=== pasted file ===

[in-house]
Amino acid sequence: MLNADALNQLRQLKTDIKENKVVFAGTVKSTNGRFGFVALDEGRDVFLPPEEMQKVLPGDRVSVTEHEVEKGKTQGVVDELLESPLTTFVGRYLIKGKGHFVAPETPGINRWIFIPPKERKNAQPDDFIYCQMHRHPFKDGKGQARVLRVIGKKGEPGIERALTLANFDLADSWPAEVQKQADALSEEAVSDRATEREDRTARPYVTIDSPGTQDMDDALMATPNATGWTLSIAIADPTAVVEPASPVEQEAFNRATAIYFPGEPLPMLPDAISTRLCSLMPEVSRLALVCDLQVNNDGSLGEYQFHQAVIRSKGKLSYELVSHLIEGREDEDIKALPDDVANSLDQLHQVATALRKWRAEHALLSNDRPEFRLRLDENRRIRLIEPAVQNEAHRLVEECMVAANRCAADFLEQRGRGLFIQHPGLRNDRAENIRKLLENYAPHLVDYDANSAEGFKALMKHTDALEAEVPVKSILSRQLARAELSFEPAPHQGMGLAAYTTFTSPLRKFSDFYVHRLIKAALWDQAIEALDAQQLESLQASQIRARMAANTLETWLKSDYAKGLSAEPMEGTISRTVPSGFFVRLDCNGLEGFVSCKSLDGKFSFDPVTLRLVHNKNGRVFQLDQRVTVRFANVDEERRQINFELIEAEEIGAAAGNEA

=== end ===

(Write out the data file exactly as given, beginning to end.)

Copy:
[in-house]
Amino acid sequence: MLNADALNQLRQLKTDIKENKVVFAGTVKSTNGRFGFVALDEGRDVFLPPEEMQKVLPGDRVSVTEHEVEKGKTQGVVDELLESPLTTFVGRYLIKGKGHFVAPETPGINRWIFIPPKERKNAQPDDFIYCQMHRHPFKDGKGQARVLRVIGKKGEPGIERALTLANFDLADSWPAEVQKQADALSEEAVSDRATEREDRTARPYVTIDSPGTQDMDDALMATPNATGWTLSIAIADPTAVVEPASPVEQEAFNRATAIYFPGEPLPMLPDAISTRLCSLMPEVSRLALVCDLQVNNDGSLGEYQFHQAVIRSKGKLSYELVSHLIEGREDEDIKALPDDVANSLDQLHQVATALRKWRAEHALLSNDRPEFRLRLDENRRIRLIEPAVQNEAHRLVEECMVAANRCAADFLEQRGRGLFIQHPGLRNDRAENIRKLLENYAPHLVDYDANSAEGFKALMKHTDALEAEVPVKSILSRQLARAELSFEPAPHQGMGLAAYTTFTSPLRKFSDFYVHRLIKAALWDQAIEALDAQQLESLQASQIRARMAANTLETWLKSDYAKGLSAEPMEGTISRTVPSGFFVRLDCNGLEGFVSCKSLDGKFSFDPVTLRLVHNKNGRVFQLDQRVTVRFANVDEERRQINFELIEAEEIGAAAGNEA